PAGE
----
Collaborative Climate Change Education: A Path to a Sustainable Future

Chantal Snyman, KIC Co-ordinator and Henré Benson, Strategic Education Advisor VVOB South Africa

Critical choices

In an era where climate change poses an imminent threat to our planet and global socio-economic stability, we find ourselves facing critical choices.

Given that we seem to be on a losing trajectory to meet global warming targets there is an urgent need for action today to secure our future. Faced with choices such as taking radical action on carbon emissions, or investing in education, the options that offer clear short- and medium-term outcomes may be the obvious ones. The reality is that there are no easy choices in the fight against climate change, more so in developing world contexts where job creation, industrialisation and eradicating poverty compete in the urgent and critical stakes.

What is increasingly certain is that climate change represents a set of complex interlocking phenomena and as such requires a multi-stakeholder response, bringing together scientists, governments, civil society, business, and communities in order to solve it sustainably. Achieving long term sustainable solutions should include responses that may not seem to offer solutions to the immediate crisis.

Climate Change Education

In South Africa, VVOB education for development and Fundisa for Change have taken a leading role together with government partners in the field of climate change education, through the Keep it Cool project (2019-2022). This project integrated climate change education into the curriculum of one hundred secondary schools across five districts in Kwazulu-Natal, Limpopo, and Eastern Cape. It engaged local communities in change projects while prioritizing the professional development of teachers and school leaders. Advocacy work was concurrently carried out at the government level to integrate climate change education into policies.

Whilst Climate Change Education (CCE) takes a long view, it is not a solitary endeavour, and is already recognized by significant climate agreements and frameworks guiding global actions on climate change, including the UN Sustainable Development Goals, the Global Action Programme on Education for Sustainable Development, the United Nations Framework Convention on Climate Change, amongst others. These underscore the importance of climate change education as a critical tool for building awareness, fostering sustainable behavior, and empowering individuals and communities to take action in addressing climate change.

Bridging the policy and practice gap   

In South Africa, addressing climate change is a matter of national concern and political urgency, as articulated in the National Climate Change Response White Paper (2011, updated 2018). However, more needs to be done to bridge the gap between policy and practice by utilising the education sector as a strategic resource in the transition towards a more climate resilient society.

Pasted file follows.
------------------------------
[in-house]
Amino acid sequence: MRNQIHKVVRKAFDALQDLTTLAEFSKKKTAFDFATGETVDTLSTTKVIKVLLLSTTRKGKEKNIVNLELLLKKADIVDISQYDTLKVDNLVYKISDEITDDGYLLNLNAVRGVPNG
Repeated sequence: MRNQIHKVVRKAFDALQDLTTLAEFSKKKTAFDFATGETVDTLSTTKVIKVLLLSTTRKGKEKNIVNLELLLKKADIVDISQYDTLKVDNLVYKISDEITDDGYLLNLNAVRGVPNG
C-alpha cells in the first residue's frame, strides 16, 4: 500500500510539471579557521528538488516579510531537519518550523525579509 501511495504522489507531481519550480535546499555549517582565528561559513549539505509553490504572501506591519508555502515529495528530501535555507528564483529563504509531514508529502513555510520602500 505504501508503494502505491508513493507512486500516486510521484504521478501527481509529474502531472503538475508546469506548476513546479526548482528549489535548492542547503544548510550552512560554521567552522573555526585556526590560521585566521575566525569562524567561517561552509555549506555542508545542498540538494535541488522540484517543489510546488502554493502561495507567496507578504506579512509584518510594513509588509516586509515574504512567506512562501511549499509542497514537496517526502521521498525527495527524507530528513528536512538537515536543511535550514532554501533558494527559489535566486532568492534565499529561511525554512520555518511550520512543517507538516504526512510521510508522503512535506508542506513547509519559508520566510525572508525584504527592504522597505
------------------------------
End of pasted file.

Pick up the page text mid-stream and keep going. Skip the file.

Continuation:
Existing research supports the positive outcomes of an intersectional approach to climate adaptation, mitigation, and resilience through education. School leaders, educators, and learners recognize the critical opportunity that climate change presents within and beyond the realm of schooling. For example:

  • Awonke Magoda, a teacher at Jongile Nompondo Secondary School in the Eastern Cape, improved his teaching skills and life skills through professional development focused on climate change. This connection between the curriculum and communities emerged as a recurring theme in the Keep It Cool Climate Change Education initiative.
  • Busisiwe Shandu the Head of the Science Department at Iniwe Secondary School in the King Cetshwayo District captures this intersection perfectly. “KIC is not just a project but something that is keeping our kids in school and providing them with a healthy meal.”
  • Reviving the environmental club at Buhlebemfundo Secondary School in KwaZulu-Natal is a minor change with the potential to influence young people’s thinking and choices, with significant long-term impacts.

These small and immediate changes, rooted in teacher and learner agency, are galvanized by CCE projects like Keep it Cool, addressing climate change practically and meaningfully.

Innovation unleashing creativity

Moreover, CCE has led to innovations in curriculum, exemplified by Mariannridge Secondary School’s outdoor classroom. This innovative approach has unleashed learners’ creativity and problem-solving abilities, essential skills for mitigating and adapting to climate change.

The Keep it Cool project acknowledges that results and change may be unpredictable. However, minor changes in the short and medium term accumulate into significant transformations over time. Schools like Buhlebemfundo Secondary School sustain their CCE practices initiated in Keep it Cool, demonstrating what is possible when teacher and community education receive training opportunities and support for change projects. (See the text box below for more on the evidence of this initiative’s multi-level impacts.)

The project supported capacity development at provincial levels, ensuring that the CCE is linked to the provincial Climate Change Strategies. The work was shared to provincial forums and strengthened these in addition to drawing in provincial (multi-stakeholder) nodes to support climate change education.